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574Book VI.

Chapter I.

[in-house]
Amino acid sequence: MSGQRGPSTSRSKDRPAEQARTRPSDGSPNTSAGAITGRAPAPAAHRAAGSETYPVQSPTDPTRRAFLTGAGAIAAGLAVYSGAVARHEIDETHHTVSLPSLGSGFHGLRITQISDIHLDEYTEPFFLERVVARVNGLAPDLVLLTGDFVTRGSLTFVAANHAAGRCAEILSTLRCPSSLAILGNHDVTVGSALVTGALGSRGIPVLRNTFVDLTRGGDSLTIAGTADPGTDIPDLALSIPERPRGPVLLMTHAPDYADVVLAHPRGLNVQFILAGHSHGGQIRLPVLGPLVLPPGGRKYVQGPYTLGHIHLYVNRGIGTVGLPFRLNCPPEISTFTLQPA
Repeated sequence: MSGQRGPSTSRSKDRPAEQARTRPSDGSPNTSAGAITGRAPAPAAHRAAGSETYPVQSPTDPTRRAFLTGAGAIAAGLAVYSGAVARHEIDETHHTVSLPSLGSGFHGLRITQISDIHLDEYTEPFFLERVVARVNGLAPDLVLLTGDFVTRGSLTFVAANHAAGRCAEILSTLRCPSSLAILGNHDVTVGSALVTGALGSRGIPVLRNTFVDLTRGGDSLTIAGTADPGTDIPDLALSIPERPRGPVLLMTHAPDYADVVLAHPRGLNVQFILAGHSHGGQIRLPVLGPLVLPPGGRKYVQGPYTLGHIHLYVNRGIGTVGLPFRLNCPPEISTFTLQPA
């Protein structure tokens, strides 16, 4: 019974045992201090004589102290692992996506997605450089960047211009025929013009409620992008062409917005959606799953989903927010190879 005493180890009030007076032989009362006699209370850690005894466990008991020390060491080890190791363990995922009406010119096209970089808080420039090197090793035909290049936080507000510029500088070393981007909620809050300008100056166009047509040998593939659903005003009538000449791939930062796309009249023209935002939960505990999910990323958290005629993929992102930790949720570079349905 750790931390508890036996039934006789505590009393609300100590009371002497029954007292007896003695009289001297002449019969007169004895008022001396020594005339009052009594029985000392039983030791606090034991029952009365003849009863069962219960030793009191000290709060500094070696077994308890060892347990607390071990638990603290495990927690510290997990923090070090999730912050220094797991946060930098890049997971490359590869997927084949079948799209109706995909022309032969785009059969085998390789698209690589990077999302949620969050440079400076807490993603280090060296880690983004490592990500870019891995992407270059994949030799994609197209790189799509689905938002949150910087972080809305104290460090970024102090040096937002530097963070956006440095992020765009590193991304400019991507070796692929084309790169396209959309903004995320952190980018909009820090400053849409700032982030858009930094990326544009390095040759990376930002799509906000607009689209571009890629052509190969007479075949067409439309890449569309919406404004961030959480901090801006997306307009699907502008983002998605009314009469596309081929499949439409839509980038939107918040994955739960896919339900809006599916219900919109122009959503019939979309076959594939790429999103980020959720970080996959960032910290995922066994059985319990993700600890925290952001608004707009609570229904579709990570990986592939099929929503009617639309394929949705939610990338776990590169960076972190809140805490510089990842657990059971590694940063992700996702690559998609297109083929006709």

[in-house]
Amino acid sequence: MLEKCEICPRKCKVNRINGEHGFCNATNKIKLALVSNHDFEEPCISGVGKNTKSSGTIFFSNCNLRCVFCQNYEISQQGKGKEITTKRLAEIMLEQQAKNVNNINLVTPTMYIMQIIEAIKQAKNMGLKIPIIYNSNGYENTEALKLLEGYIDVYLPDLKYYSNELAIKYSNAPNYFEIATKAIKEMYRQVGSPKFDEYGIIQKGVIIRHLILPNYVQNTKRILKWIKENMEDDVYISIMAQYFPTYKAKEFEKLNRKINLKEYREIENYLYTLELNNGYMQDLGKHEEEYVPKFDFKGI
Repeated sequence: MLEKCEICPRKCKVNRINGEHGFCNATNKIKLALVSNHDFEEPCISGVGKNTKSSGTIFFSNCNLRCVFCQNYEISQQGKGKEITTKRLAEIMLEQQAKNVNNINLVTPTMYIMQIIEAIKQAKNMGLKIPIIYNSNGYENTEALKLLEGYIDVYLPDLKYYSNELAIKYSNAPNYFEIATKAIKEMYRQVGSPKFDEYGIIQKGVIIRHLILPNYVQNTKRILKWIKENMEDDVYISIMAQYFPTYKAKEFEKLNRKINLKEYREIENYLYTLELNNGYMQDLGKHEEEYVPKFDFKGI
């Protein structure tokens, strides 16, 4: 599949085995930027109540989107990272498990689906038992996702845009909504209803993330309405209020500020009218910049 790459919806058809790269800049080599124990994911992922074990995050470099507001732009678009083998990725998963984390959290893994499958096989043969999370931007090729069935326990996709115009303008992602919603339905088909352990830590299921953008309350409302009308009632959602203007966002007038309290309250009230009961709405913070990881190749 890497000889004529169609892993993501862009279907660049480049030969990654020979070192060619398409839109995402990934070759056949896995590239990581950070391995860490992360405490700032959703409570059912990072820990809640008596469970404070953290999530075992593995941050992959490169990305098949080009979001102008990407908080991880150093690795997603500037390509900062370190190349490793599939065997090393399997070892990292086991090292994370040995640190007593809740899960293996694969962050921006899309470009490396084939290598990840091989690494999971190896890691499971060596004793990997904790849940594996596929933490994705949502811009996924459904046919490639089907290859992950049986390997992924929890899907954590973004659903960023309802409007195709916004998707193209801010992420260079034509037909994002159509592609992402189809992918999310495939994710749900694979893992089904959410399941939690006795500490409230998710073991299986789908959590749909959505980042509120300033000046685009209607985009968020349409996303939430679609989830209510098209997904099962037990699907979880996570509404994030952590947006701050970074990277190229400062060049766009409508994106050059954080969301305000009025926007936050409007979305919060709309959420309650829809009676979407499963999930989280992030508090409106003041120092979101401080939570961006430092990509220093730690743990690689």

In beginning this our sixth book, we desire, my reverend Ambrosius, to answer in it those accusations which Celsus brings against the Christians, not, as might be supposed, those objections which he has adduced from writers on philosophy.  For he has quoted a considerable number of passages, chiefly from Plato, and has placed alongside of these such declarations of holy Scripture as are fitted to impress even the intelligent mind; subjoining the assertion that “these things are stated much better among the Greeks (than in the Scriptures), and in a manner which is free from all exaggerations42794279    ἀνατάσεως. and promises on the part of God, or the Son of God.”  Now we maintain, that if it is the object of the ambassadors of the truth to confer benefits upon the greatest possible number, and, so far as they can, to win over to its side, through their love to men, every one without exception—intelligent as well as simple—not Greeks only, but also Barbarians (and great, indeed, is the humanity which should succeed in converting the rustic and the ignorant42804280    πολὺ δὲ τὸ ἥμερον ἐὰν…οἷος τέ τις γένηται ἐπιστρέφειν.), it is manifest that they must adopt a style of address fitted to do good to all, and to gain over to them men of every sort.  Those, on the other hand, who turn away42814281    πολλὰ χαίρειν φράσαντες. from the ignorant as being mere slaves,42824282    ἀνδραπόδοις. and unable to understand the flowing periods of a polished and logical discourse, and so devote their attention solely to such as have been brought up amongst literary pursuits,42834283    καὶ μὴ οἷοί τε κατακούειν τῆς ἐν φράσει λόγων καὶ τάξει ἀπαγγελλομένων ἀκολουθίας, μόνων ἐφρόντισαν τῶν ἀνατραφέντων ἐν λόγοις καὶ μαθήυασιν. confine their views of the public good within very strait and narrow limits.


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